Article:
How did your meeting with European Central Bank President Mario Draghi go yesterday?
We talked about the need for liquidity. It is a prerequisite for us to start the much-expected recovery. Without liquidity, you cannot give money to small, medium or large enterprises through the banks, and you cannot allow the system to breathe. And we need a lot of breaths at this point.
Did Draghi tell you anything
We proposed different things to him: The ECB provides liquidity, either through bonds or through the Emergency Liquidity Assistance program. Other countries have access to the markets, whereas Greece does not. Therefore, we have to get liquidity through the ECB.
Did Draghi give you hope?
Draghi, like everyone else, is talking about the need to first see the troika report.
Reportedly, the troika is demanding that your government come up with spending cuts of about 11 billion euros and additional tax revenue. Do you believe you can do this and get your coalition partners to agree? Can you get it passed by Parliament?
Our determination is given. It is 11.7 billion euros in expenditure cuts. All 11.7 billion has to do with making the government smaller and the whole system more efficient. Through cutting more expenditures, the economy becomes weaker because [there is] a GDP decrease. In the last five years, our GDP decreased by 20 percent. If we are to add this additional 11.7 billion, our GDP will decrease by about 25 percent. This is too big to swallow.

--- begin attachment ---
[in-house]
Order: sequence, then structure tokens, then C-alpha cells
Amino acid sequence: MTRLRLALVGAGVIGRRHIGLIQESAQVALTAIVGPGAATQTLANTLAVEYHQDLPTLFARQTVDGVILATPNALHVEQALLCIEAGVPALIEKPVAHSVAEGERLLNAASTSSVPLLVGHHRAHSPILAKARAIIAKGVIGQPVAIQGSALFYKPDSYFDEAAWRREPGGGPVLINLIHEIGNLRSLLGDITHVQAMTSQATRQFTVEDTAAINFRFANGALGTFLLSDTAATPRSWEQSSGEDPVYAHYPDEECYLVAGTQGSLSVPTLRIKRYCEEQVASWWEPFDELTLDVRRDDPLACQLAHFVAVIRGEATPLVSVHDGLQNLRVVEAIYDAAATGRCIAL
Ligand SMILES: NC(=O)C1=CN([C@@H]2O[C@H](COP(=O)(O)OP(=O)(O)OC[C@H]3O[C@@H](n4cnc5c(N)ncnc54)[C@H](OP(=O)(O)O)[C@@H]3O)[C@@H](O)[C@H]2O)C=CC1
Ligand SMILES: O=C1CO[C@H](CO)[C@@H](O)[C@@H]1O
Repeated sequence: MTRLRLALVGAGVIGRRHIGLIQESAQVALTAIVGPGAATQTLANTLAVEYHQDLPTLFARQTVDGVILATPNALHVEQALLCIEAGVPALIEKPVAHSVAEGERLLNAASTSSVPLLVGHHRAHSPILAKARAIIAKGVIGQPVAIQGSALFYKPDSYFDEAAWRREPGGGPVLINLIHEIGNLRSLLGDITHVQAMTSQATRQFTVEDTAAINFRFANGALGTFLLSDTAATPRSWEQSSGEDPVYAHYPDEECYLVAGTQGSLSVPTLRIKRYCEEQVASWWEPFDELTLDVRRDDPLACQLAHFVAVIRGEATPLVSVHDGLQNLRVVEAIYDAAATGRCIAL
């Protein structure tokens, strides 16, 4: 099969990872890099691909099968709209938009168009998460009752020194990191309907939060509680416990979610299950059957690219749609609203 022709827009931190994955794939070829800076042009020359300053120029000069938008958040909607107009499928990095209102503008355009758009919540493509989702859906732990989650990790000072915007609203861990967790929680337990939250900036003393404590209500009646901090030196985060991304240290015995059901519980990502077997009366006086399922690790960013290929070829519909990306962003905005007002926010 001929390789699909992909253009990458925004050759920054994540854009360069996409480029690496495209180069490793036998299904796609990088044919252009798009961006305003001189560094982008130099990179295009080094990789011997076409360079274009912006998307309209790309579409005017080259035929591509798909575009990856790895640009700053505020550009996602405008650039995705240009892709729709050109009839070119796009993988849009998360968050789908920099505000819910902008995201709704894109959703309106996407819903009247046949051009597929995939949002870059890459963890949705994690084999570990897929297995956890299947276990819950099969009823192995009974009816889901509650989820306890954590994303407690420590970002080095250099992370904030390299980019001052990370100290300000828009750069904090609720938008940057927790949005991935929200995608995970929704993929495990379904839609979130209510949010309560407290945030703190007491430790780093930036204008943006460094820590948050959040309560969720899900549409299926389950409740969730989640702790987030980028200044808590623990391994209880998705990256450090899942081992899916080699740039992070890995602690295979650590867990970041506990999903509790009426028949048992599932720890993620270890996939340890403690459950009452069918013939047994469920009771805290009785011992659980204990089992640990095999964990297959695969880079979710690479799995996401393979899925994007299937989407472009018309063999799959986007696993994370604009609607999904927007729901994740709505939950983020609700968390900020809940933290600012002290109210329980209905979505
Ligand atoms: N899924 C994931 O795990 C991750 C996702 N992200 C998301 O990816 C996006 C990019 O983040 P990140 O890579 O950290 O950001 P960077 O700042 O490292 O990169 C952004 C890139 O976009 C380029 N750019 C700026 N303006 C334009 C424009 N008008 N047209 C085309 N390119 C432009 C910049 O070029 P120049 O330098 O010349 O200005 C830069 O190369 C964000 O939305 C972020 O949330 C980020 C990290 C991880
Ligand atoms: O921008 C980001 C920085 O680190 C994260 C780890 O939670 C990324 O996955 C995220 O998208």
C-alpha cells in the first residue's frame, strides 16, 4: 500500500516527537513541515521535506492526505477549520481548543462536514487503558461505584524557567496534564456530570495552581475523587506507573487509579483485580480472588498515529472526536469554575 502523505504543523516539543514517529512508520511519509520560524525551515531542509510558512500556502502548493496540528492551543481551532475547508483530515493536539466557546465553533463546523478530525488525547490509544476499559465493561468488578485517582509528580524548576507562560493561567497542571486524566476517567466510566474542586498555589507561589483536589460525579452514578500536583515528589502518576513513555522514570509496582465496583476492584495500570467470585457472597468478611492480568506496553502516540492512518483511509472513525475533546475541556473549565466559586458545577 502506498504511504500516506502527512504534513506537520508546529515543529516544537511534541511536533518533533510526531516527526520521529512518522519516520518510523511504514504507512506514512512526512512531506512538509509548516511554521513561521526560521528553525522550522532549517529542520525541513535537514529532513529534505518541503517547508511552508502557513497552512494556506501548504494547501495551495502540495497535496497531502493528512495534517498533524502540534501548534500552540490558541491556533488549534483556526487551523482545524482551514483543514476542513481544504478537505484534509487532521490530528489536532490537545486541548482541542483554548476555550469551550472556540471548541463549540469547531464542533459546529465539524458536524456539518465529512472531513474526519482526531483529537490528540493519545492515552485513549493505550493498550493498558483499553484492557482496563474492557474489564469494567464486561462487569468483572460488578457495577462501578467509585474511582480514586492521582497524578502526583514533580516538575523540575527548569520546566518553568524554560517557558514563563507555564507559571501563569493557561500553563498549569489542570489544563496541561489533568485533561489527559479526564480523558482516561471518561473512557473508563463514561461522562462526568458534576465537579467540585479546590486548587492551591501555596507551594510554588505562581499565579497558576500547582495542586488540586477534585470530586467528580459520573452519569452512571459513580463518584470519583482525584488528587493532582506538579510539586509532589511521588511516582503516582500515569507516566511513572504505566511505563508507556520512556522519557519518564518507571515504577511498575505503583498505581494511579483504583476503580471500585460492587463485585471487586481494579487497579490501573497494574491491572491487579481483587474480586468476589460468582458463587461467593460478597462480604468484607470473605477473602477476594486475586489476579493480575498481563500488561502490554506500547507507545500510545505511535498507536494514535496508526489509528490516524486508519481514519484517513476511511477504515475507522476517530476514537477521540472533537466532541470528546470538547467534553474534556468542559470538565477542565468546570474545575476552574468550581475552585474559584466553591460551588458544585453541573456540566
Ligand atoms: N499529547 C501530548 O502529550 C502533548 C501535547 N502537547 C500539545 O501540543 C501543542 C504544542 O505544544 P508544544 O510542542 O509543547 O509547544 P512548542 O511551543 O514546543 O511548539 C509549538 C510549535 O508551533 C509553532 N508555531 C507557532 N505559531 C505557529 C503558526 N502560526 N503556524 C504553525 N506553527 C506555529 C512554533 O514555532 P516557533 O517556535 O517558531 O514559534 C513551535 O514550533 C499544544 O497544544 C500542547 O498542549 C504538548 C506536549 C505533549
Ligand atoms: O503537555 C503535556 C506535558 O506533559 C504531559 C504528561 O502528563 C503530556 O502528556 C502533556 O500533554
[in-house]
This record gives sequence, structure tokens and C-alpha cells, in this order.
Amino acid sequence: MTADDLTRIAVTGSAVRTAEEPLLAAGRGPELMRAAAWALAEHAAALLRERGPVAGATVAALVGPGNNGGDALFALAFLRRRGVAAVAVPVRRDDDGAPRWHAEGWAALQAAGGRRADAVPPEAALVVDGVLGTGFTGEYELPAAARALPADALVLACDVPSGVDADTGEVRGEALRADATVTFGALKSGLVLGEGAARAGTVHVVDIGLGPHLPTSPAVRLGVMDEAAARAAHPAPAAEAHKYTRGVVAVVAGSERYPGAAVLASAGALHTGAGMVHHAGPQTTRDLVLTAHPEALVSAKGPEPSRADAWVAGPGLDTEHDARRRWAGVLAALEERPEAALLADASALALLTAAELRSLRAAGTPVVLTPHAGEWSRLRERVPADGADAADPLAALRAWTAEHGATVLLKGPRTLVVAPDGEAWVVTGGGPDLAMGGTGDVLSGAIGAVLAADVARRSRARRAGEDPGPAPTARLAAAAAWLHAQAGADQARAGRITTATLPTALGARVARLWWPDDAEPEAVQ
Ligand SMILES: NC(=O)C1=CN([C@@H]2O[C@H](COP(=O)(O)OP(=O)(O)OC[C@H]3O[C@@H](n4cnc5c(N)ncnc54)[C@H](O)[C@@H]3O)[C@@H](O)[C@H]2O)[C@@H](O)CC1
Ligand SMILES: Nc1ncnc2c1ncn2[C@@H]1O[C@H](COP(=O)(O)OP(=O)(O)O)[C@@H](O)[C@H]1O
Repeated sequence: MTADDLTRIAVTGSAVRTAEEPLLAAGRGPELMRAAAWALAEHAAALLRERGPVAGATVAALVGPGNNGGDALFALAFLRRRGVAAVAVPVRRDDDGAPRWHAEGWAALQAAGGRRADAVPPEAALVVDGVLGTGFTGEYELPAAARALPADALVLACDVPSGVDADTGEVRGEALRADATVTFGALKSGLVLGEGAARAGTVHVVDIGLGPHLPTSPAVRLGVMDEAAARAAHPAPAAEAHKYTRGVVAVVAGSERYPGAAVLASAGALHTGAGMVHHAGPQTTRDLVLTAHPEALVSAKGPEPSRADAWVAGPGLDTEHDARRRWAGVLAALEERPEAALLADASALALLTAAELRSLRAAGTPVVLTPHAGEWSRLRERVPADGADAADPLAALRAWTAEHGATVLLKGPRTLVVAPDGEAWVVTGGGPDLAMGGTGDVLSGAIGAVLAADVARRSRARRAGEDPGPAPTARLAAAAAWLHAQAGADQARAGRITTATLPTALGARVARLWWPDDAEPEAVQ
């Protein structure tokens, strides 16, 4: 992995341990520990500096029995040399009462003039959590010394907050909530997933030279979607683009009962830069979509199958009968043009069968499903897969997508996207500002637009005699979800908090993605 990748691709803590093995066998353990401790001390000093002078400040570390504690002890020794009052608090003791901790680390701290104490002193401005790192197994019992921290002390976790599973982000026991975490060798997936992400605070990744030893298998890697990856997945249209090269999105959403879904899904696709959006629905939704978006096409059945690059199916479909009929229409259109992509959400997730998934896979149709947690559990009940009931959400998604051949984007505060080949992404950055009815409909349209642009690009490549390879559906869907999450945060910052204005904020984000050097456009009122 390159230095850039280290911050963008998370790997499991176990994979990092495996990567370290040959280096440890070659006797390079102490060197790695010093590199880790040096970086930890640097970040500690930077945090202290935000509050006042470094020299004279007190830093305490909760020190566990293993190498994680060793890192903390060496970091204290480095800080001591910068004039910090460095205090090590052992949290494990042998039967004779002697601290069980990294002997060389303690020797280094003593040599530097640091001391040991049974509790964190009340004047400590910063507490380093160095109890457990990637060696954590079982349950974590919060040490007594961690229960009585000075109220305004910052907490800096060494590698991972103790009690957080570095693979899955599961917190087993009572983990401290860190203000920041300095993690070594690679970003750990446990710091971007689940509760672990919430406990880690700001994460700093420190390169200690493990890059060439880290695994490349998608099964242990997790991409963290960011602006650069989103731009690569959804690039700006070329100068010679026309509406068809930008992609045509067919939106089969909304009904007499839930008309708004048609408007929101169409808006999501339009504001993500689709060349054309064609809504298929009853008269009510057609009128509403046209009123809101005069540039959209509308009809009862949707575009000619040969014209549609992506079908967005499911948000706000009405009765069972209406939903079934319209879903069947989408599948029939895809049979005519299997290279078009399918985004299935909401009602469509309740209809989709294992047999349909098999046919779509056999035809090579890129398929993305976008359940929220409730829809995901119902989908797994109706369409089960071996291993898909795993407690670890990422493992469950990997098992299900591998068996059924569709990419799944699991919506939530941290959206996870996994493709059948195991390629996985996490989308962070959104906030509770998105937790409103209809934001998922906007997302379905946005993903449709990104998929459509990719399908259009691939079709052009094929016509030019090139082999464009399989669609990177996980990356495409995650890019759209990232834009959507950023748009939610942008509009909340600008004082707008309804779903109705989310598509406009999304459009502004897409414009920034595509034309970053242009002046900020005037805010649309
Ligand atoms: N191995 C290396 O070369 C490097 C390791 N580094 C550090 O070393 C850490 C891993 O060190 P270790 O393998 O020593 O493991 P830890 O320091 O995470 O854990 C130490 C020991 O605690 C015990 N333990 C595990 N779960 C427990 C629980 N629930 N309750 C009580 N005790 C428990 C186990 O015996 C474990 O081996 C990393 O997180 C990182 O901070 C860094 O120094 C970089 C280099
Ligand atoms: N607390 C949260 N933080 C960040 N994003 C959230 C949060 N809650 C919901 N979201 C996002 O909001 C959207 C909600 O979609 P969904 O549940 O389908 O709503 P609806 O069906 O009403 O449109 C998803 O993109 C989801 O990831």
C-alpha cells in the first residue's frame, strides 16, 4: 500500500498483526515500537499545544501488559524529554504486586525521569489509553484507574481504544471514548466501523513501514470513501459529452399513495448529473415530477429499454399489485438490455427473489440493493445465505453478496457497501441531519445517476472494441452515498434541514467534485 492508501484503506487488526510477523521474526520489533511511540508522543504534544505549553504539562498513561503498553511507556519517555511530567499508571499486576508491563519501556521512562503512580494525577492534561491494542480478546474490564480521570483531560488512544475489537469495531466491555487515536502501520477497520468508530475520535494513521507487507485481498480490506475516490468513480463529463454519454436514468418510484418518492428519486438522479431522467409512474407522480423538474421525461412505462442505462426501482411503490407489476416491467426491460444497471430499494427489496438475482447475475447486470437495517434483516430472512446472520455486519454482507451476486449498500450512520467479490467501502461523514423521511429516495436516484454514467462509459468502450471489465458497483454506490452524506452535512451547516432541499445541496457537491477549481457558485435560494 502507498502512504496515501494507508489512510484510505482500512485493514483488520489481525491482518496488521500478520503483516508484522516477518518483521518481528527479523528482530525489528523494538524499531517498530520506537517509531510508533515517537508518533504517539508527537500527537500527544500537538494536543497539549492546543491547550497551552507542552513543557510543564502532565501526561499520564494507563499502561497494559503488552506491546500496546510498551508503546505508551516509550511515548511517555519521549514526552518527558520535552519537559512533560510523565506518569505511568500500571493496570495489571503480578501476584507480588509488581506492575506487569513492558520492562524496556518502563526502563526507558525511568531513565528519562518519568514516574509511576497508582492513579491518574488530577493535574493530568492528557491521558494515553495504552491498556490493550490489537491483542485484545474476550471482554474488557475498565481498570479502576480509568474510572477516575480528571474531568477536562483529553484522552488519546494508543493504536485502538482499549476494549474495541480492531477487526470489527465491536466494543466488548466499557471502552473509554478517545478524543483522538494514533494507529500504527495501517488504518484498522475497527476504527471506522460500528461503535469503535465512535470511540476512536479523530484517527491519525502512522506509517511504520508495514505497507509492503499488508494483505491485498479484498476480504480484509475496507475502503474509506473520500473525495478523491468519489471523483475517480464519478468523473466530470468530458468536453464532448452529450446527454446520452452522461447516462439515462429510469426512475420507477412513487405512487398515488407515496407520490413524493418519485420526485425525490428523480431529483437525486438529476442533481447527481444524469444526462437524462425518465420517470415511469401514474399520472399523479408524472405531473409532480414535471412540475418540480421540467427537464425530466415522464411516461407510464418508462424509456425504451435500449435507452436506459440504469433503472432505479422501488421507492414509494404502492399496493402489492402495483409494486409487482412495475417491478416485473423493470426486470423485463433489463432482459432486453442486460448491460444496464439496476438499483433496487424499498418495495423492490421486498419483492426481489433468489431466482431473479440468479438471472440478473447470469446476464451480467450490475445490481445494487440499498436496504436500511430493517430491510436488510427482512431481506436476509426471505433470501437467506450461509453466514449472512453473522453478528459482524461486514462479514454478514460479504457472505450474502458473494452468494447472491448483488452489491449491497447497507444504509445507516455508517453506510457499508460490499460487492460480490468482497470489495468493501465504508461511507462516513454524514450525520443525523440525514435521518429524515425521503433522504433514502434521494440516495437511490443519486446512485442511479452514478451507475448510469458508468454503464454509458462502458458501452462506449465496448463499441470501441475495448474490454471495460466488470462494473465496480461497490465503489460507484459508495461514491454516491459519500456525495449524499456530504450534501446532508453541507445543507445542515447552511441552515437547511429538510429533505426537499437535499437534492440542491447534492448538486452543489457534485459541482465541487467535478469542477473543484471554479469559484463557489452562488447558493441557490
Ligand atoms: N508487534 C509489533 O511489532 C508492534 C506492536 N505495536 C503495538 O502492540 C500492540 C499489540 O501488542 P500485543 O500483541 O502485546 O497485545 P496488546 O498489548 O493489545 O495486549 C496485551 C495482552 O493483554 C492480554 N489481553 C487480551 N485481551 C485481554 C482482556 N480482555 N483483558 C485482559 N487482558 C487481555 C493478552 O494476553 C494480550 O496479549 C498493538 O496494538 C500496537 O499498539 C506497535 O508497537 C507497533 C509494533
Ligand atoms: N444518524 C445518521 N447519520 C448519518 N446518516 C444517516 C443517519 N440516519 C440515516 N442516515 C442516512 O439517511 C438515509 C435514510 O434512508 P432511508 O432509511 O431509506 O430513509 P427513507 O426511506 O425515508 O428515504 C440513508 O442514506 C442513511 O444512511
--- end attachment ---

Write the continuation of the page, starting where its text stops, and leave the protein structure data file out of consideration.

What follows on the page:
But you are going to go through with the reforms?
We have to make sure that we abide by what we have signed because we believe that what they call “Grexit” [a Greek exit from the euro zone] is not an option for us — it would be a catastrophe. In 2013, we are going to have a country in the sixth year of a recession with unemployment above 22 percent and rising.
We are here to fulfill our obligations, to meet our targets. We only insist upon that missing ingredient, which is to bring recovery soon. How? Liquidity.
If you get the troika money all at once, wouldn’t you use it to recapitalize your banks?
Yes, if we get the next tranche, which I hope will be in October, it will recapitalize the banks and provide us with more than $6 billion of arrears, which is money the government owes the private sector. This will enhance liquidity. But the IMF has already estimated that the next three years will find Greece still in a recession. We have to avoid this by any means. We have to make sure that instruments like the ones that can be put forward by the ECB will be activated for Greece.